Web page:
Brit Marling and Zal Batmanglij were students at Georgetown University when they met and decided to collaborate on films, which have included The Recordist and Sound Of My Voice. They approached their new film The East, a sociopolitical thriller, with a mind toward the classics. Star and co-Writer Marling elaborates:
“We were talking earlier about how awesome it was in the ‘70s when thrillers were really about something. Like All the President’s Men was awesome and engaging and incredible performances and played like a real thriller but was also talking about the time that was happening for people. I think we wanted to do the same. We wanted to start a conversation about corporate accountability.”
Director and Co-writer Zal Batmanglij felt there was great drama to be found in the tension between balancing corporate profits and their effects on human lives.
“The pharmaceutical [industry] is the most shocking in that there are drugs on the market that can cause side effects. Like the one [The East’s fictional] Denoxin is based on has caused some people to end up in wheelchairs. Just from a few pills of a drug. They had a drug that was designed to prevent smoking and to help quit smoking. That drug caused in some people for them to commit suicide. They can really change your brain chemistry. It’s like, what are they doing? That, to us, was shocking that there is no sort of monitoring. And the only people funding the tests on the drugs are the drug companies themselves. It just seems so wrong. That’s like if the studio was writing the review of all of its movies.”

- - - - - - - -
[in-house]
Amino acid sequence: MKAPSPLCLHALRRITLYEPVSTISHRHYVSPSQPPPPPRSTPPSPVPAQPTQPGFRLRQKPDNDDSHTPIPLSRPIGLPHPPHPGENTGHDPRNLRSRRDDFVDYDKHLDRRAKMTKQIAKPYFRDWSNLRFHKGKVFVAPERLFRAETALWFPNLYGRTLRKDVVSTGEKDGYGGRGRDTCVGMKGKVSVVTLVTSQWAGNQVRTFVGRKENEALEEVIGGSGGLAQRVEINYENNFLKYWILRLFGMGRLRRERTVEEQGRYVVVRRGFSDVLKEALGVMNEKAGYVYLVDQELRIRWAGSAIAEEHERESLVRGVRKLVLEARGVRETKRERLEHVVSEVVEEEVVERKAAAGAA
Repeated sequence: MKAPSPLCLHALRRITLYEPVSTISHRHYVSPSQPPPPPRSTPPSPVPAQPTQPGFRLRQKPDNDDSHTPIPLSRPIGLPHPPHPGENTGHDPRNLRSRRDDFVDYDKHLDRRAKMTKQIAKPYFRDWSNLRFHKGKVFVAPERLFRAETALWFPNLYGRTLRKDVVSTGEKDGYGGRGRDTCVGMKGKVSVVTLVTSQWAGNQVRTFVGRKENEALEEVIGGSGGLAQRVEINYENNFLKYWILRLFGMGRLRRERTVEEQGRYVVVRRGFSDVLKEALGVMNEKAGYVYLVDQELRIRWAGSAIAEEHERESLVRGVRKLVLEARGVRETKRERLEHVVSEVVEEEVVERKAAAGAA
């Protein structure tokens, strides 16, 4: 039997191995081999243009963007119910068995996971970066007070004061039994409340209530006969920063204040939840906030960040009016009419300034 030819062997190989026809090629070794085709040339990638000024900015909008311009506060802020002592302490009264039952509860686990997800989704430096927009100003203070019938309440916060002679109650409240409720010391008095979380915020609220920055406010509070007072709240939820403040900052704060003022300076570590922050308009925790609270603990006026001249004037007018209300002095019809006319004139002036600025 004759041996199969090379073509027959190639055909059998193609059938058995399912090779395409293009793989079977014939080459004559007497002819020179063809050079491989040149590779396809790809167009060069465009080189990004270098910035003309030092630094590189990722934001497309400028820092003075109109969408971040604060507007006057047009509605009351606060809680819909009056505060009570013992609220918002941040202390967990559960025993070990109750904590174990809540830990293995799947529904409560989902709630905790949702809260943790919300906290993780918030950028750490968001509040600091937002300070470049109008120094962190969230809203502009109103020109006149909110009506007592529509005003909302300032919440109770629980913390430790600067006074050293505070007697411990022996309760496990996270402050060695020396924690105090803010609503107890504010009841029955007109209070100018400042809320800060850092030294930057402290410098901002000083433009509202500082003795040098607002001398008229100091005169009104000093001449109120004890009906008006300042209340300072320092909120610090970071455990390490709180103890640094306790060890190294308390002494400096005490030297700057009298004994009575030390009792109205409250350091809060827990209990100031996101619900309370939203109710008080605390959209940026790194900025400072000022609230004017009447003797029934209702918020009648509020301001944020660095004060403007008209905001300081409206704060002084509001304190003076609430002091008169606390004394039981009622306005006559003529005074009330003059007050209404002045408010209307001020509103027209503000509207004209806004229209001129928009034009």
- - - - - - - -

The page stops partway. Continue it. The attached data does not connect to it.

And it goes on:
Marling was excited about approaching the parallels between how society faces tensions between corporate versus social needs as well as gender politics.
“I feel what is interesting about [my character Lena’s] journey is the idea that she feels like because she’s in a masculine world and is trying to succeed in a masculine company where most of her peers who are getting the assignments are young men and not young women, that she’s sort of become tough in this way that is imitating their qualities and characteristics. For instance, when she says to Benji , “So you think I’m not tough enough for the truth?” And he answers, “No, I think you’re not soft enough.” And that kind of enters her like a dart in the heart. It’s like, “Oh, whoa. Maybe there’s some part of my femininity that I’ve let go of to just cope with the modern world. And maybe that quality is actually what the modern world needs is like more emotion, more softness, more sensitivity, more vulnerability. Like maybe these are things that are missing from our time.”